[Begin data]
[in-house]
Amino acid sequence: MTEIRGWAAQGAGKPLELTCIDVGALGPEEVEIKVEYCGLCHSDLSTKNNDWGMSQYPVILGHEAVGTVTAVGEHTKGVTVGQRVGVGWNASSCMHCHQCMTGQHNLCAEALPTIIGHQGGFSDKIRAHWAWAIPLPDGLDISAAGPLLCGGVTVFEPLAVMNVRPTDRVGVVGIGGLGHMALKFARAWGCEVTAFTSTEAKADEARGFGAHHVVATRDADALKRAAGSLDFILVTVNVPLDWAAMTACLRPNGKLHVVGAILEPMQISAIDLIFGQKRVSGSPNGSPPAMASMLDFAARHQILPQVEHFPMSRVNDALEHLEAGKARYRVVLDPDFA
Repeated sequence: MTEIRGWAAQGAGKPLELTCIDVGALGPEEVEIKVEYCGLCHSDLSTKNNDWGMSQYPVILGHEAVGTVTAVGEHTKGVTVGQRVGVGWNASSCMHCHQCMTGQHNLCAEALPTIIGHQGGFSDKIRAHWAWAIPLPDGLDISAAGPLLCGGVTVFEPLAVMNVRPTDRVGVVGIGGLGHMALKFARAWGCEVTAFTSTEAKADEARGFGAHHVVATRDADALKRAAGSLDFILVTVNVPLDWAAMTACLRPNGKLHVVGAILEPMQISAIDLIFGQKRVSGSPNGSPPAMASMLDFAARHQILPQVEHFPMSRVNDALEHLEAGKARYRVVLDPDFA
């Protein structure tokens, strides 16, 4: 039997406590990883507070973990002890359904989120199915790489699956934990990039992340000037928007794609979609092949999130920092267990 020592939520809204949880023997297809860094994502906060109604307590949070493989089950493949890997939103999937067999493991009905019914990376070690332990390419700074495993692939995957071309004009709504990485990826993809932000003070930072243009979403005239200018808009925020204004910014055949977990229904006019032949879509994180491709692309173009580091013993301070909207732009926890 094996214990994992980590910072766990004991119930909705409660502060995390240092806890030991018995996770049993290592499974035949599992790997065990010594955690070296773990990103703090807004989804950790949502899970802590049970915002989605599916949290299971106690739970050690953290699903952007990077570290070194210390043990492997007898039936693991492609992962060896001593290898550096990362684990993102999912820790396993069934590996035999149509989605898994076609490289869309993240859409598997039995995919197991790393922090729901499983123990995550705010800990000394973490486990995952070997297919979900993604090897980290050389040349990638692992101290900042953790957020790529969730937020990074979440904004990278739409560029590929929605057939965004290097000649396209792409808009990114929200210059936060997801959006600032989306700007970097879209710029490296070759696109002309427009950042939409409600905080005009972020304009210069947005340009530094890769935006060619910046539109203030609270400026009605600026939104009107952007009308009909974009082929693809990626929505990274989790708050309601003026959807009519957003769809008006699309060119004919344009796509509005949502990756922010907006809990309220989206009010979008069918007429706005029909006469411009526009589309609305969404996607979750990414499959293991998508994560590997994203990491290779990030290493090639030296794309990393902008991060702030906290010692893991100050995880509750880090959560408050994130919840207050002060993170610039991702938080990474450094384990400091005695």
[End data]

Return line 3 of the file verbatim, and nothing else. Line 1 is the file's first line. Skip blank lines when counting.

Repeated sequence: MTEIRGWAAQGAGKPLELTCIDVGALGPEEVEIKVEYCGLCHSDLSTKNNDWGMSQYPVILGHEAVGTVTAVGEHTKGVTVGQRVGVGWNASSCMHCHQCMTGQHNLCAEALPTIIGHQGGFSDKIRAHWAWAIPLPDGLDISAAGPLLCGGVTVFEPLAVMNVRPTDRVGVVGIGGLGHMALKFARAWGCEVTAFTSTEAKADEARGFGAHHVVATRDADALKRAAGSLDFILVTVNVPLDWAAMTACLRPNGKLHVVGAILEPMQISAIDLIFGQKRVSGSPNGSPPAMASMLDFAARHQILPQVEHFPMSRVNDALEHLEAGKARYRVVLDPDFA